The present art overcomes the prior art limitations by providing a locking mechanism with frame that allows rotation of one frame component relative to the remainder of the frame and also locks the frame component preventing rotation. Beginning on FIG. 1, a locking mechanism for a frame, or assembly, that is, the present invention 1 has an elongated base 2 having two opposite ends, a lower end 2 a and an upper end 2 b. Preferably, the base has hollow construction and a square cross section. Alternatively, the base has a rectangular cross section. A further alternative includes a base with a round cross section. The description continues in reference to a square cross section for the base and the base having a width, though round shapes with a diameter are also foreseen. Coaxial with the base 2, the invention 1 has a column 3 also with its lower end 3 a and its upper end 3 b. The upper end generally merges with the remainder of the frame while the lower end is shown in FIG. 8.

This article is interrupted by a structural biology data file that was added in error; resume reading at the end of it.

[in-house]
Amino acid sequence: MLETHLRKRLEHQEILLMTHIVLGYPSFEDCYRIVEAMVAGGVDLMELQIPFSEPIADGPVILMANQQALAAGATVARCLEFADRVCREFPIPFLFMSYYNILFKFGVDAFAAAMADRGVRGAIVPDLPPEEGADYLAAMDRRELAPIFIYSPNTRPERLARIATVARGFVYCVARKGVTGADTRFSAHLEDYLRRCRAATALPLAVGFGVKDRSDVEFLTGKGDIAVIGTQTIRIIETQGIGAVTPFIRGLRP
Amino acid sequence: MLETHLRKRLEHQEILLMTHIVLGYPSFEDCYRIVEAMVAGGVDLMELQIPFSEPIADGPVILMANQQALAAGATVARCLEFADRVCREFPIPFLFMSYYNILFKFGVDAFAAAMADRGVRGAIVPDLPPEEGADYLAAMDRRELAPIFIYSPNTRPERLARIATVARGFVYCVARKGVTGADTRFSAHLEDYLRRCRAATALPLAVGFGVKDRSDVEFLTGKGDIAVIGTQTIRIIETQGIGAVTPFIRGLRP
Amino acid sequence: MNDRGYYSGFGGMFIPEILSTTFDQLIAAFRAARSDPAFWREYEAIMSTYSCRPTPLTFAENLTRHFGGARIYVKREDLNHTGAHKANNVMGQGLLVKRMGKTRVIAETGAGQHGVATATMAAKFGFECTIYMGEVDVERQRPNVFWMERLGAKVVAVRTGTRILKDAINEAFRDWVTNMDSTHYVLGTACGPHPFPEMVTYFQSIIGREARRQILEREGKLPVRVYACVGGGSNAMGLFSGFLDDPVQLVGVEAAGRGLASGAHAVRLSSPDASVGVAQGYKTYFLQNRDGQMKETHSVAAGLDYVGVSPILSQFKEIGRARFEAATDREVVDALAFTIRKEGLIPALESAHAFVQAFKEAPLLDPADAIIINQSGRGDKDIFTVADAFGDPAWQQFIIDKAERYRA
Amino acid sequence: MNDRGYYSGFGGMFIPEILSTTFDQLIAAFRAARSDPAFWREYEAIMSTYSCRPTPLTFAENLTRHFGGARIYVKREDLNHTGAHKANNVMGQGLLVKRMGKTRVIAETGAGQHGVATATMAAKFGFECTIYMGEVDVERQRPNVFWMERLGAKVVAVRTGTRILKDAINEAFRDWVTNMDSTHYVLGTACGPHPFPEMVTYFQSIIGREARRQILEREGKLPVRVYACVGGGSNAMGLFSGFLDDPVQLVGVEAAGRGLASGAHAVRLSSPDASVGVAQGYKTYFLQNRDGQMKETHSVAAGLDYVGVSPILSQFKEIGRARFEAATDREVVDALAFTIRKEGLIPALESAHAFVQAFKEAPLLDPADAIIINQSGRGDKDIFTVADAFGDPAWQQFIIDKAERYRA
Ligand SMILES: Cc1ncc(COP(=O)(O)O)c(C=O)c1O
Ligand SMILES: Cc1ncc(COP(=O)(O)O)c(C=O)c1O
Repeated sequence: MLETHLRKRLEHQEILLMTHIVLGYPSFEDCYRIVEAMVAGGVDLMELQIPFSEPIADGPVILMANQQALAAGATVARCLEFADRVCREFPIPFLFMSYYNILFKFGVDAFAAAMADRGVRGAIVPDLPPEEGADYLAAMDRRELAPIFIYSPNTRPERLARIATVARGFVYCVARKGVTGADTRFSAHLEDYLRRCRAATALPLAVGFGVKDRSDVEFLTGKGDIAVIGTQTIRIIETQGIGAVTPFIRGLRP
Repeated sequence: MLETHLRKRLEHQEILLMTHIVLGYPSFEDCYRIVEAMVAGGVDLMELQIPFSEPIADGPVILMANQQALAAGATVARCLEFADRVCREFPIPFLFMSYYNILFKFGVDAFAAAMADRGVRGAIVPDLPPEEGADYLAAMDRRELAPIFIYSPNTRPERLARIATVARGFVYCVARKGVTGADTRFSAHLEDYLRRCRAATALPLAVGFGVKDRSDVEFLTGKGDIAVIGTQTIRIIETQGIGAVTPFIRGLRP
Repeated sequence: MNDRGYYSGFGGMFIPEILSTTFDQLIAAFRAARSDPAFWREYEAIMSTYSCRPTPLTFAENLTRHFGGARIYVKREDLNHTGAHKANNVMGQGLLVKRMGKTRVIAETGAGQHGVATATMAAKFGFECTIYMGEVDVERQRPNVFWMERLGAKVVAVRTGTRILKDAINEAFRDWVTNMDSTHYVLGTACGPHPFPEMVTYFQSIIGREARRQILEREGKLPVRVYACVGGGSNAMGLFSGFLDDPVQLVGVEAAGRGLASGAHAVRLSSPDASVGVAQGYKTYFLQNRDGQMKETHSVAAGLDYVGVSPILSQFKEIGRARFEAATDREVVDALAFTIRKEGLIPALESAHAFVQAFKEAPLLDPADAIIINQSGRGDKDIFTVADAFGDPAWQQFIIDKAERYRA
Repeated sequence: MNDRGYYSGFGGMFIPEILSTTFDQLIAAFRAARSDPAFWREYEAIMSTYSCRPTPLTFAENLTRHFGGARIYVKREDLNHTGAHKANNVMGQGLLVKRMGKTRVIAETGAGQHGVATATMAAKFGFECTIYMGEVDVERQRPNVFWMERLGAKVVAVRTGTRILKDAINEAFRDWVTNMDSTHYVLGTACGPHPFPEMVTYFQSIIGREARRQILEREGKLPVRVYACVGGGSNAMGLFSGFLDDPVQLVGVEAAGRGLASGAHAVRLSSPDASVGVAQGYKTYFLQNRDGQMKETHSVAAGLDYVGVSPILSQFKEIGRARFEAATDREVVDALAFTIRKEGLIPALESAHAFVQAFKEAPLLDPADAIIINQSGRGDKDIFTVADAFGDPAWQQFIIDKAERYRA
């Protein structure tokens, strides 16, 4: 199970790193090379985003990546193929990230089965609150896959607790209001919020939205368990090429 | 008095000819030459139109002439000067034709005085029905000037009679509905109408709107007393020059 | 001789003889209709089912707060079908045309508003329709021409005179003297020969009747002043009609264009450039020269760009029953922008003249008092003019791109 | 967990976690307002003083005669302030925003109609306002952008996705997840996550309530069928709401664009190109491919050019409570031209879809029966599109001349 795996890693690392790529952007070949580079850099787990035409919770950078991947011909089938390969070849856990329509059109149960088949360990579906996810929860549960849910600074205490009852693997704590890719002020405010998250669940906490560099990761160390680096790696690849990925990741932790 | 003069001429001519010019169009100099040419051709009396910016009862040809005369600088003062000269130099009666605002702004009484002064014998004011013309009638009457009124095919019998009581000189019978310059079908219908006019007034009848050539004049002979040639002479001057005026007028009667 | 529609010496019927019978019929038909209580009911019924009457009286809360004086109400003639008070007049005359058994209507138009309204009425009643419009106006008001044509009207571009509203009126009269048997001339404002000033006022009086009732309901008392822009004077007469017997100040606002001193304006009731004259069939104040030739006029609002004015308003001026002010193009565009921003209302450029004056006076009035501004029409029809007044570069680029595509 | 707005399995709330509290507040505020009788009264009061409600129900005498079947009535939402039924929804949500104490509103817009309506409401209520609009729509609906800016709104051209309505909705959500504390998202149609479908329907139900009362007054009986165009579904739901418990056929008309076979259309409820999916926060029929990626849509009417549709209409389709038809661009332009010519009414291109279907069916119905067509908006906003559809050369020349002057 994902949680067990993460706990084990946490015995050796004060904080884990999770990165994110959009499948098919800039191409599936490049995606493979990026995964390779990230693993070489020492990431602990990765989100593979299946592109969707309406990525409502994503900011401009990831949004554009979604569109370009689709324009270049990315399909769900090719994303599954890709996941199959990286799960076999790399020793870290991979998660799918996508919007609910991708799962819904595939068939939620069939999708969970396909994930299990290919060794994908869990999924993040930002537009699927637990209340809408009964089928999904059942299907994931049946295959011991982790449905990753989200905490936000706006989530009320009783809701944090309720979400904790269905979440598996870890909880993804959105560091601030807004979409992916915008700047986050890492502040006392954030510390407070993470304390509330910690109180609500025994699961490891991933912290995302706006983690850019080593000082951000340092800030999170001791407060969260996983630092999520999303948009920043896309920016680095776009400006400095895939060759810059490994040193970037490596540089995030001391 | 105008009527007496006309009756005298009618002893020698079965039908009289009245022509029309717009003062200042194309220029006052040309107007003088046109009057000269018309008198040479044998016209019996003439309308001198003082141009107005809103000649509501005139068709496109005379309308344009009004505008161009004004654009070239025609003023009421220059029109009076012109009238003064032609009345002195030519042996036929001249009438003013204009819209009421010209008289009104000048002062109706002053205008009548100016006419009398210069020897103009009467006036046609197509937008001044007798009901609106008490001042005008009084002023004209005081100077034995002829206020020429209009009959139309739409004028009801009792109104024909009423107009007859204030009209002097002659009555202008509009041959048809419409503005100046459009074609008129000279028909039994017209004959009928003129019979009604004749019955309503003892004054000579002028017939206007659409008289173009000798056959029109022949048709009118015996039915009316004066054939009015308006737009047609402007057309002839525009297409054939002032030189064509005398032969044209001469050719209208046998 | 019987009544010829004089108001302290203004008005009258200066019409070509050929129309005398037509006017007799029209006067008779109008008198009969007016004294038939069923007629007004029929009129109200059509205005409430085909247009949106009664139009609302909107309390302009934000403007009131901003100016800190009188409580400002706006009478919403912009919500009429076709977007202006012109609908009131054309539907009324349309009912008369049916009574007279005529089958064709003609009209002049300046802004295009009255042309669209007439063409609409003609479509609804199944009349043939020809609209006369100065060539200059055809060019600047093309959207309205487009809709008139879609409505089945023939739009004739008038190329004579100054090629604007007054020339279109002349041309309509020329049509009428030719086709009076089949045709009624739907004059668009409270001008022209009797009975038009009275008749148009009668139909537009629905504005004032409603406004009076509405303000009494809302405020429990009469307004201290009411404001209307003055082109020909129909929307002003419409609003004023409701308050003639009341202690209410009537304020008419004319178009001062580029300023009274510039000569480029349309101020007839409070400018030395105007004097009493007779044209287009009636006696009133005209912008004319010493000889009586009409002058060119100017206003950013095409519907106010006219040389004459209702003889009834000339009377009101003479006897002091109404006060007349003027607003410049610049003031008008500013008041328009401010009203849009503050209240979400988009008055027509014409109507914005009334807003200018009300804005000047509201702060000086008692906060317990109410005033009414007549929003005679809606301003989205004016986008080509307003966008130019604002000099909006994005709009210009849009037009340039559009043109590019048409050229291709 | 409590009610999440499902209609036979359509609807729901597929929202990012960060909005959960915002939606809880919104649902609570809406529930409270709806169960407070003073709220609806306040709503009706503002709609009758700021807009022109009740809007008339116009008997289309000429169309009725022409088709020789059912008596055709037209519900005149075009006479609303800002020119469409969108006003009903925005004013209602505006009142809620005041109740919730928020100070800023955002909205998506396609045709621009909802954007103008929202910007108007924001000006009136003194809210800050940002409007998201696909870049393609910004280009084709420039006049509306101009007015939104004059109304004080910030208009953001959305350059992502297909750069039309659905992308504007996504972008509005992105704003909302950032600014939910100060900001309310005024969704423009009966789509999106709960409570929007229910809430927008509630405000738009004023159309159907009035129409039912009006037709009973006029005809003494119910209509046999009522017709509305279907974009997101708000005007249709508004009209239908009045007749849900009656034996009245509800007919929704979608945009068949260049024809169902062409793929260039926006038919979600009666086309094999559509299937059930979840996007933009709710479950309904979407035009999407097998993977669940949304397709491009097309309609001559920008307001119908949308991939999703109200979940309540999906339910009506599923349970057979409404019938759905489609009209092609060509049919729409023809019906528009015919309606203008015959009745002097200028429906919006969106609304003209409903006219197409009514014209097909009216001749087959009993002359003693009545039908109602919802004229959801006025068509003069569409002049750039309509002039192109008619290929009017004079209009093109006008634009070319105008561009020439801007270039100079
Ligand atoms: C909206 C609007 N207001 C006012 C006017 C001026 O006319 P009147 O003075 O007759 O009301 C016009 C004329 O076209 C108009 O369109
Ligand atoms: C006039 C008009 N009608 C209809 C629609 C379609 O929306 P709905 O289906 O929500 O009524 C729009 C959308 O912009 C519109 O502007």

Returning to the base 2, the lower end has two mutually parallel and spaced apart feet 4. The feet have spacing outwardly from the base along a common line through the center of the lower end. As shown, the feet each have a generally trapezoidal shape with two parallel geometric bases and the longer base joins each foot to the base 2, preferably by welding. The feet each abut a common plane with the lower end 2 a so that the base 2 stands perpendicular to a supporting surface such as a shop floor. The invention has a left foot 4 and an opposite right foot 4′ to the right in FIG. 1. The right foot 4′ allows passage for a pedal 5. The pedal is a generally elongated planar member that extends from outwardly of the right foot as shown, into the right foot, and then into the lower end 2 a as later shown in FIGS. 7, 8. The pedal includes a rib 6 generally perpendicular to the plane of the pedal and has a position beneath the pedal towards the lower end 2 a. The rib has a tapering shape with its narrowest thickness proximate the outer portion of the pedal so that upon the pedal descending, the rib has minimal limitation to the pedal. Opposite the feet 4, 4′ and lower end 2 a, the base has its upper end 2 b that has the same cross section as the lower end. The upper end has joined to it a lower plate 7, generally round in shape with an annular form. The lower plate has a diameter exceeding the width of the base but by no more than the width again. The lower plate has an orientation generally perpendicular to the base, that is, parallel to the supporting surface. The lower plate has a pattern of apertures there through, preferably four equally spaced round apertures, as later shown in FIG. 6.